Rationing NHS care: why we need a serious debate – NHS reality agrees – David Lock in the guardian

David Lock writes in The Guardian 4th April 2014: Rationing NHS care: why we need a serious debate – NHS reality agrees. Only after the honest debate on rationing begins will professionals become engaged again. Once we have honesty, we can then start to remove fear from speaking up…

Healthcare reform is urgently needed but politicians unwilling to make unpopular changes are wasting money, says David Lock

The NHS is not spending our tax money effectively. There is a wide professional consensus that too much is being spent on hospital buildings it cannot afford, and it is failing to reduce spending on drug treatments that do not work. But many local NHS leaders are too frightened to try and persuade the public of the case for change. Reforms are delayed for fear of upsetting politicians who seek re-election.

Rationing healthcare treatments to control costs is regarded as an explosive issue in politics. In America, congresswoman Michelle Bachmann stated that the idea of treatment cost being taken into account, and sometimes withheld due to financial reasons, would be a “horrific notion to our nation’s doctors”.

In contrast to this political rhetoric, in the law courts it is accepted that rationing is part of the healthcare business. The supreme court of the United States approved paying doctors to ration care, saying that there must be “some incentive connecting physician reward with treatment rationing”. In the UK, the court of appeal has similarly held that it is lawful for the NHS to ration access to healthcare. Political, not legal, constraints hold back NHS reform and the losers are vulnerable patients who don’t get the treatment they need, while money is wasted on hospitals that are not justifiable and services of marginal benefit.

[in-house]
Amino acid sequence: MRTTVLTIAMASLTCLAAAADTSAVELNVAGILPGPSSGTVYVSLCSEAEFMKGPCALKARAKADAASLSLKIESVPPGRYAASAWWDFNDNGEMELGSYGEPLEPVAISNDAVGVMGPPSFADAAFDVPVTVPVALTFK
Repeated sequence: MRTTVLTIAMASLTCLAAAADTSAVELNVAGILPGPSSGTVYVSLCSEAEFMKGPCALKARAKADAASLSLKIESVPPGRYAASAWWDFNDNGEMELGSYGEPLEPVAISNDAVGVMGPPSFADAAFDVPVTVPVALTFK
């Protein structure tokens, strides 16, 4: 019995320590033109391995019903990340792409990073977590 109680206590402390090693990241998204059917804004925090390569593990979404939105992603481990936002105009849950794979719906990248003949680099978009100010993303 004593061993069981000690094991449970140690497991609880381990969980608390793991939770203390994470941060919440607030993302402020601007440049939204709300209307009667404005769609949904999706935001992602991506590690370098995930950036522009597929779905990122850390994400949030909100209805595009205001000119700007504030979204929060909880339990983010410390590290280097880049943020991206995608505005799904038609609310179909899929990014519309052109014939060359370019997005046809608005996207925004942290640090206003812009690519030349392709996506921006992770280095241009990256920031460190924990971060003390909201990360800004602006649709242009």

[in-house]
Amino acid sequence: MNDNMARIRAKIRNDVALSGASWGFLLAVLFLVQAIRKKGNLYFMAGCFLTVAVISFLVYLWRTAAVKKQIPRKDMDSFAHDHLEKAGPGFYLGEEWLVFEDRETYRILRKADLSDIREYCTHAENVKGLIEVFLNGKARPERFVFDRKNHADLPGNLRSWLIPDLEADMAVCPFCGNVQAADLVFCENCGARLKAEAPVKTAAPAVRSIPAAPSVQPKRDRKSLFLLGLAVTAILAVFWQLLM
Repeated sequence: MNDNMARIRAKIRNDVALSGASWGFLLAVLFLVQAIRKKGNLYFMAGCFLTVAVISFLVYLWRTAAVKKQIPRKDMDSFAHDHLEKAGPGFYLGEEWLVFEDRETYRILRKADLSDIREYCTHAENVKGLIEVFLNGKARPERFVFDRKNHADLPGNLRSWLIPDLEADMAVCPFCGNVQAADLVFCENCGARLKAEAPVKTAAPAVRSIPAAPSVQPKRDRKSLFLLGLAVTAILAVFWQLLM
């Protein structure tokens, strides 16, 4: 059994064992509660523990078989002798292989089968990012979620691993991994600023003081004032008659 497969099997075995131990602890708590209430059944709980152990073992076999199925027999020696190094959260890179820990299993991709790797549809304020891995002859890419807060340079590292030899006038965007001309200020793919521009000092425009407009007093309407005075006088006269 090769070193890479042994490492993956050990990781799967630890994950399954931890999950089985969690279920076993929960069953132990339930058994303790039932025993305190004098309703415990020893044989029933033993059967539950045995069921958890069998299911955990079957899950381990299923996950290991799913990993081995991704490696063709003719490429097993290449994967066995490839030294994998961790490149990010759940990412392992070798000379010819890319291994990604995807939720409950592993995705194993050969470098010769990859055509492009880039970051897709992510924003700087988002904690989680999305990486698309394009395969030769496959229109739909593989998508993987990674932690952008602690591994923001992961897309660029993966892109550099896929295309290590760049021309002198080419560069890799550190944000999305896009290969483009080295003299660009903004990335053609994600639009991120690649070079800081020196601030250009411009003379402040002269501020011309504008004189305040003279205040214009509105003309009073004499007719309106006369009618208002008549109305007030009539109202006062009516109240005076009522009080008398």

Nigel Lawson observed that “the NHS is the closest thing the English have to a religion”. Yet, as with all religions, informed debate is clouded by myths………….

Read more from David Lock…

NHS fees are only way ‘to save service’ & Hospitals ‘bury the truth’ about poor patient care

 

This entry was posted in A Personal View, Community Health Councils, NHS managers, Patient representatives, Political Representatives and activists, Rationing, Stories in the Media on by .

About Roger Burns - retired GP

I am a retired GP and medical educator. I have supported patient participation throughout my career, and my practice, St Thomas; Surgery, has had a longstanding and active Patient Participation Group (PPG). I support the idea of Community Health Councils, although I feel they should be funded at arms length from government. I have taught GP trainees for 30 years, and been a Programme Director for GP training in Pembrokeshire 20 years. I served on the Pembrokeshire LHG and LHB for a total of 10 years. I completed an MBA in 1996, and I along with most others, never had an exit interview from any job in the NHS! I completed an MBA in 1996, and was a runner up for the Adam Smith prize for economy and efficiency in government in that year. This was owing to a suggestion (St Thomas' Mutual) that practices had incentives for saving by being allowed to buy rationed out services in the following year.

1 thought on “Rationing NHS care: why we need a serious debate – NHS reality agrees – David Lock in the guardian

  1. Pingback: Mid Staffordshire NHS trust fined for ‘avoidable and tragic death’ – we may all need an advocate.. | NHS reality. An NHS soapbox. Speakers' corner for the NHS.

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